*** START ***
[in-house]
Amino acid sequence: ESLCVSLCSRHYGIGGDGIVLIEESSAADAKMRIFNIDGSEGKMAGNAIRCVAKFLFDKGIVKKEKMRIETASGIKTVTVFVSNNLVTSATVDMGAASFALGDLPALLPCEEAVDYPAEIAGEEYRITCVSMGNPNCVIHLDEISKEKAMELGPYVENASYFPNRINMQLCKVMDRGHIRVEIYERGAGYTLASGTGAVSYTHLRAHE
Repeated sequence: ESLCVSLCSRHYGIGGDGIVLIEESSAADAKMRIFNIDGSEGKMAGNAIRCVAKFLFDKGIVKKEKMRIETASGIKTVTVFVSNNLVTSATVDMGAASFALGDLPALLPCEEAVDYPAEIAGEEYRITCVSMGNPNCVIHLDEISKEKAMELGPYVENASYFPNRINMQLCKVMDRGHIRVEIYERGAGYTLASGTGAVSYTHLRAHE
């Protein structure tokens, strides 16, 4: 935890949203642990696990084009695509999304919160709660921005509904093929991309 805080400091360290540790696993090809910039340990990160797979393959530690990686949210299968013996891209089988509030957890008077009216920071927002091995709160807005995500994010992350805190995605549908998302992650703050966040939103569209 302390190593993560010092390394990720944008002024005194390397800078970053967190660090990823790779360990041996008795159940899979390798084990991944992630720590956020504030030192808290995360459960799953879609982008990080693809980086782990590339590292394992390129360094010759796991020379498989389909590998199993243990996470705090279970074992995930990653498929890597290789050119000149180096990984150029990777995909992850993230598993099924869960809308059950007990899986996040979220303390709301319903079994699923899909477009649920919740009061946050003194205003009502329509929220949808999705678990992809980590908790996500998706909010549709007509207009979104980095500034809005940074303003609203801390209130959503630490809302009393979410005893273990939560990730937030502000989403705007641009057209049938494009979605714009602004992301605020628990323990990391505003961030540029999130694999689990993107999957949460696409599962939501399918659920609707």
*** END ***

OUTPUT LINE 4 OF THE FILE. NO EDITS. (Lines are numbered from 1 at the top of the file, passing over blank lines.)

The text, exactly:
């Protein structure tokens, strides 16, 4: 935890949203642990696990084009695509999304919160709660921005509904093929991309 805080400091360290540790696993090809910039340990990160797979393959530690990686949210299968013996891209089988509030957890008077009216920071927002091995709160807005995500994010992350805190995605549908998302992650703050966040939103569209 302390190593993560010092390394990720944008002024005194390397800078970053967190660090990823790779360990041996008795159940899979390798084990991944992630720590956020504030030192808290995360459960799953879609982008990080693809980086782990590339590292394992390129360094010759796991020379498989389909590998199993243990996470705090279970074992995930990653498929890597290789050119000149180096990984150029990777995909992850993230598993099924869960809308059950007990899986996040979220303390709301319903079994699923899909477009649920919740009061946050003194205003009502329509929220949808999705678990992809980590908790996500998706909010549709007509207009979104980095500034809005940074303003609203801390209130959503630490809302009393979410005893273990939560990730937030502000989403705007641009057209049938494009979605714009602004992301605020628990323990990391505003961030540029999130694999689990993107999957949460696409599962939501399918659920609707």